It was evening and I was cycling boys through the bath. Raphael had just gotten out of the tub and was in the process of meditating next to his jammies. It takes longer for that boy to get dressed than for the process of erosion to create major land forms, I swear. Max was shucking his clothing (everywhere) and heading for the bath, when Tre came stomping in through the garage.
“MAX! Come out here!” he bellowed.
“He’s in the bath,” I replied, “what do you need?”
He gestured at a small knot of kids standing in the street in front of our house.
“There’s a girl out there who doesn’t believe I’m ten. I want Max to come tell her I am.”
“Want me to tell her?”
He looked at me with alarm.
“NO! I mean, that’s ok.” He ran back out the front, slamming the screen door (again). I stood to the side of the door, where I couldn’t be seen, and watched.
Tre is short. He is, after all, my son. I am almost 5’2”. His biological dad is 5’7” – and he’s the tallest person in his family. Tre falls in the 5th to 10th percentile on those brutal height charts. He always has, and I suspect he always will. And that’s ok, because there are lots of wonderful people down here, close to the ground. There’s plenty of oxygen where we are, you know. If the room is filling with smoke.
Ok, so I’m anxious for him. I don’t want him to hurt, ever. And I suspect this is going to be one of those things, the facts of his life that he smacks up against.
I stood there, looking out through the crack between the door and the frame. Silly me, offering to go talk to actual kids around him. He’d rather they think he’s younger than ten than to know he has a mother. He walked up to the group, swaggered with the tough-kid strut he’s taken on recently. I couldn’t hear what was said, but I saw the girls laugh and turn away.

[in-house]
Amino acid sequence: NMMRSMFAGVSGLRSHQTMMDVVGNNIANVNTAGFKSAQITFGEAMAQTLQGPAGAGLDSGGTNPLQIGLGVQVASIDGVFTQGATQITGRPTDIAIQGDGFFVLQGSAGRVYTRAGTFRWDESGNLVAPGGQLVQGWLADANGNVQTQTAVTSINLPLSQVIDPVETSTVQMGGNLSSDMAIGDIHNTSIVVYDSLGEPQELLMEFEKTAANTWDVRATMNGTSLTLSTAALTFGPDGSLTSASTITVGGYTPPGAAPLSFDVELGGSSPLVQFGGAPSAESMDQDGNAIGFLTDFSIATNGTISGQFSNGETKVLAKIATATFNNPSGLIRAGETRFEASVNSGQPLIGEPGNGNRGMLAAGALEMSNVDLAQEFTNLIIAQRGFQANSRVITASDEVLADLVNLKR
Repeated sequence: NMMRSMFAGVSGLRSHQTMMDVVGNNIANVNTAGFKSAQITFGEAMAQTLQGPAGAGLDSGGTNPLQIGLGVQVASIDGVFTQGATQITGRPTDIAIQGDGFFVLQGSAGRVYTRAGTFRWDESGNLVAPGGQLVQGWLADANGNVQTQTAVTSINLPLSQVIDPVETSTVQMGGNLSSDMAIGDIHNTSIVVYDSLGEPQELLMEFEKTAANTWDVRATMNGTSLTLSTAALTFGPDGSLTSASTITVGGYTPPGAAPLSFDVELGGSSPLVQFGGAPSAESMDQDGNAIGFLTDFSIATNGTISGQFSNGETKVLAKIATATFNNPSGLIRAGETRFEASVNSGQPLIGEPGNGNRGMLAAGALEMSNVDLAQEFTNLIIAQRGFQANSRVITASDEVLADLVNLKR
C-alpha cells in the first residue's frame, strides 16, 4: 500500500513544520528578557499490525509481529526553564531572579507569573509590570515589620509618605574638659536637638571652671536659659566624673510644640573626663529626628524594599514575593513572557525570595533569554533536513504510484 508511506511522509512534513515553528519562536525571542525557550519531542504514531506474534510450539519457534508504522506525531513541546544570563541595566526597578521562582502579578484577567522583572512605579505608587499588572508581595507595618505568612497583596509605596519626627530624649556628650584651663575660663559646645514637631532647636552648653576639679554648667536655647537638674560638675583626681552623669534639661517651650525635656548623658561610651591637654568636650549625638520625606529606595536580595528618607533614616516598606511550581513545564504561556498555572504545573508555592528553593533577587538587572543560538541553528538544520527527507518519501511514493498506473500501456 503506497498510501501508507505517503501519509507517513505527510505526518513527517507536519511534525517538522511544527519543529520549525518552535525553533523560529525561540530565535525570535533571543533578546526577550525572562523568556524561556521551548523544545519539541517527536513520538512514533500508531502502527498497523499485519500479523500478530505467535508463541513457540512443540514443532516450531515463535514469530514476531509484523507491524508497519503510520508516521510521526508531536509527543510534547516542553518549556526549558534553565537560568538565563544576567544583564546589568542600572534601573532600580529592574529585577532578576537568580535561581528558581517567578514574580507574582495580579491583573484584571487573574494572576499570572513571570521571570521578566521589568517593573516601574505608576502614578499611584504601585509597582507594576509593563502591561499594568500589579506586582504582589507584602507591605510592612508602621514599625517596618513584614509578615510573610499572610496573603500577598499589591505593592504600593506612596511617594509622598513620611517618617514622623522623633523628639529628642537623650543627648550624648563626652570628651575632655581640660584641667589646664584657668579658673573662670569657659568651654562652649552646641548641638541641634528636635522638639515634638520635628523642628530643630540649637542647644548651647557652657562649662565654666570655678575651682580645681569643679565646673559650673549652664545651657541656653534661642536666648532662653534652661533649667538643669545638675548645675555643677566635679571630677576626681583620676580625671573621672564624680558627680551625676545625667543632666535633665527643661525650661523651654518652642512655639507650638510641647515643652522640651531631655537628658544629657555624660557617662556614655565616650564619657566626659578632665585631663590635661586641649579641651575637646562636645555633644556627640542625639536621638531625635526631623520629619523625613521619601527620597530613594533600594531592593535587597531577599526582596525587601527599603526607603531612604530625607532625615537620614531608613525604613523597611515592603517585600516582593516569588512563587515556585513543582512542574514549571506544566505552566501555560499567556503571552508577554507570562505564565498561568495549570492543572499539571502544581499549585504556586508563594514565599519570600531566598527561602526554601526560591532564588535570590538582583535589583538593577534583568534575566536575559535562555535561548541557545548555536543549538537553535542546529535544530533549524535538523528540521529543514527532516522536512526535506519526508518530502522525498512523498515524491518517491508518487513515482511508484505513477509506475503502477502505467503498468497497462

I remember how mean we can be.
There was another boy in the group, and I saw him and Tre share a shrug. They turned and walked off in the other direction. What can I do, I thought, to help here? How can I make this easier? What can I say?
There’s nothing I can do. I watched Tre saunter through the late afternoon stripes of sun and shade. I couldn’t tell if it bothered him or not, and I knew he wouldn’t tell me if it did. He seems to have handled those girls fine anyhow. I sighed and leaned against the wall. I know I have to let him figure out this stuff on his own, but the truth is he’s not really on his own. I’m still here, quietly watching, anticipating his hurt.
I just can’t do anything to help.